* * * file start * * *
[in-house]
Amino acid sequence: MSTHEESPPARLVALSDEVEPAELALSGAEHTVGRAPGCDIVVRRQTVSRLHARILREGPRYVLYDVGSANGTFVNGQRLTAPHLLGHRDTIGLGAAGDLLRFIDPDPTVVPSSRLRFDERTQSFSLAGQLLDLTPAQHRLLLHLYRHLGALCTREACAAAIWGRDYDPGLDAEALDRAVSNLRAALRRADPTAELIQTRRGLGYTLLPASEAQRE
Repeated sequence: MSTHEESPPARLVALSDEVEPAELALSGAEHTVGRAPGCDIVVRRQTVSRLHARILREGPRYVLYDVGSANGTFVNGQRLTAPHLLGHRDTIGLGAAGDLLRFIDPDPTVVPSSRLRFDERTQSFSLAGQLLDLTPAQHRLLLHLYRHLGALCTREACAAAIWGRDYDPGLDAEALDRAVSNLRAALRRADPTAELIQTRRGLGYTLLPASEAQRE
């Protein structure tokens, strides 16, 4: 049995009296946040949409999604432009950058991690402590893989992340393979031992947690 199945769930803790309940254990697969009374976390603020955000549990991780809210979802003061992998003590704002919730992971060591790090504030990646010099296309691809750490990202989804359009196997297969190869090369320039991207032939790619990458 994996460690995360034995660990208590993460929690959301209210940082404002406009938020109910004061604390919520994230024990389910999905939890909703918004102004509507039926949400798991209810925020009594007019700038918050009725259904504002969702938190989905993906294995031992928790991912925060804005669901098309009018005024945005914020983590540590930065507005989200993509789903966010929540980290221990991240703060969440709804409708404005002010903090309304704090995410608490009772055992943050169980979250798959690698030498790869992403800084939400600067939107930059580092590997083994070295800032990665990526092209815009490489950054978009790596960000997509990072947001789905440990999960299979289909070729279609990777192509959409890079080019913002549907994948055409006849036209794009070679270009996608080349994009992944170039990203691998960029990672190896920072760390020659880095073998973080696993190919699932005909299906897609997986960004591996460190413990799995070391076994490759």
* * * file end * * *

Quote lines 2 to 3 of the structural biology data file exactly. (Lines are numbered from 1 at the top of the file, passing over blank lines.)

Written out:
Amino acid sequence: MSTHEESPPARLVALSDEVEPAELALSGAEHTVGRAPGCDIVVRRQTVSRLHARILREGPRYVLYDVGSANGTFVNGQRLTAPHLLGHRDTIGLGAAGDLLRFIDPDPTVVPSSRLRFDERTQSFSLAGQLLDLTPAQHRLLLHLYRHLGALCTREACAAAIWGRDYDPGLDAEALDRAVSNLRAALRRADPTAELIQTRRGLGYTLLPASEAQRE
Repeated sequence: MSTHEESPPARLVALSDEVEPAELALSGAEHTVGRAPGCDIVVRRQTVSRLHARILREGPRYVLYDVGSANGTFVNGQRLTAPHLLGHRDTIGLGAAGDLLRFIDPDPTVVPSSRLRFDERTQSFSLAGQLLDLTPAQHRLLLHLYRHLGALCTREACAAAIWGRDYDPGLDAEALDRAVSNLRAALRRADPTAELIQTRRGLGYTLLPASEAQRE